Nut break angle, angled headstocks ensure the strings are angled downwards from the nut to the tuning post, and so they are less likely to come out of the nut slot during playing.
Potentially weak, by having a headstock angle, the straight grain that runs through the neck runs past the nut and so there’s a very short section through the headstock before it runs out the headstock face. As you travel further down the headstock face there is no grain left from the neck, it is in the headstock only. This area of short grain in the same direction as the neck, but not connected to it, is a weak point in the headstock. The steeper the headstock angle the shorter the grain and the weaker it is. This is made worse by large truss rod access routes at the headstock.
Headstocks can be made stronger by the addition of a volute. The neck wood is left thicker at the nut and carved either side to form a peak coming out the back of the neck with smooth transitions into the neck and headstock. Placed and carved well the volute should not impact playing. Volutes are standard issue on many brands mid-high end guitars with angled headstocks, e.g. Ibanez, ESP, Schecter, Carvin.
Expensive/wasteful, to the average luthier or hobby guitar builder the thicker wood needed to build a neck with an angled headstock is an additional expense. The additional wood thickness between the headstock and the heel is also mostly cut away, creating waste.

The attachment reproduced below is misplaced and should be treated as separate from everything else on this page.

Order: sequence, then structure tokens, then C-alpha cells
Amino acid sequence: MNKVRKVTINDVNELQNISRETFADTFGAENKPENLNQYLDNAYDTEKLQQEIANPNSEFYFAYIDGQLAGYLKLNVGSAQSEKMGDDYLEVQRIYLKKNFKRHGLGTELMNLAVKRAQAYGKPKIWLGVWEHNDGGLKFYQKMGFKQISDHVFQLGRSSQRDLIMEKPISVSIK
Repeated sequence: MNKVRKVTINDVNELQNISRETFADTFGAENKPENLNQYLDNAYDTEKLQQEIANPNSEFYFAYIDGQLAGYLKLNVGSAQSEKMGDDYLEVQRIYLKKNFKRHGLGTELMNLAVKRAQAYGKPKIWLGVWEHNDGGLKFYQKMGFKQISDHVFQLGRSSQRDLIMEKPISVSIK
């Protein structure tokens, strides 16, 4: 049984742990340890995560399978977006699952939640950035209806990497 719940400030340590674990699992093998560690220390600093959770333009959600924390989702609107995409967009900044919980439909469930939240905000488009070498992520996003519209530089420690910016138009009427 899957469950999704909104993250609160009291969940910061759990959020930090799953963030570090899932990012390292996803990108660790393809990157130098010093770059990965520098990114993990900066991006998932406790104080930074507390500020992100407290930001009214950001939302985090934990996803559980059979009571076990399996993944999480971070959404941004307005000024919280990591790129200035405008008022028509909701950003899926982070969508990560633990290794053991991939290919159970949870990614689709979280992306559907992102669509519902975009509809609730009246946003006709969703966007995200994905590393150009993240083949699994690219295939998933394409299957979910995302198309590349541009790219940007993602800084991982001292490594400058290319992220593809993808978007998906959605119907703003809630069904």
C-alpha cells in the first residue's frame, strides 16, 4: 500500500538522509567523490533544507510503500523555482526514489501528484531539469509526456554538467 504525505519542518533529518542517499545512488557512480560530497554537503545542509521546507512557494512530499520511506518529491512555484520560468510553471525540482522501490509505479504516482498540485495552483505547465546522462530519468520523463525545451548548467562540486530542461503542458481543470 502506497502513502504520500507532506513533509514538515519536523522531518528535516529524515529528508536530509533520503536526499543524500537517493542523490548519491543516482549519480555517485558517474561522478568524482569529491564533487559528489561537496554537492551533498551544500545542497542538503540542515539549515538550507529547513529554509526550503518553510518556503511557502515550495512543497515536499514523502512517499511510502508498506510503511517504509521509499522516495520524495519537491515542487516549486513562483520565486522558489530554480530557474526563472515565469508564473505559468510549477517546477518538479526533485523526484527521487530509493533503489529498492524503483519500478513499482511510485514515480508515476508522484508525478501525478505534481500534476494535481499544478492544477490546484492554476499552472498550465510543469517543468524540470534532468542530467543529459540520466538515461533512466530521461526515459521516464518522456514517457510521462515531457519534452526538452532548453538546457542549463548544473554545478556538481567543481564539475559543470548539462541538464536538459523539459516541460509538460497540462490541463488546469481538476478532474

Scarf Jointed Headstocks
What is a scarf joint?
A scarf joint is an angled joint between the neck and the headstock. A cut is made through the neck blank at the desired headstock angle and the off cut forms the headstock. The headstock portion can be glued on in two different ways which we will show below and discuss the pros and cons of both.
Scarf Method One (Headstock Is Made from One Piece)
The headstock is made from one piece and extends past the nut and the fretboard is glued over it. This is the most common method found on production electric guitars.
Strength, scarf joints are the strongest method of angling headstock, and with this method of gluing, the headstock is made entirely of wood that’s grain is in the same direction as the headstock; similar to the strength of the Fender style non-angled headstock. Furthermore because the joint is in the neck portion of the wood and not the thinnest part of the headstock (where breaks normally occur), and is also reinforced by the fretboard being glued over it, this is probably the stronger of the two scarf methods; discounting any reinforcement from veneers and headstock ears.
Nut break angle, see angled non-jointed headstock.
Cheaper, the headstock is cut from the same piece of wood as the neck (or can be a completely separate off cut) and so the overall wood needed is much thinner; see straight one piece headstocks.
Wood quality, see straight one piece headstocks.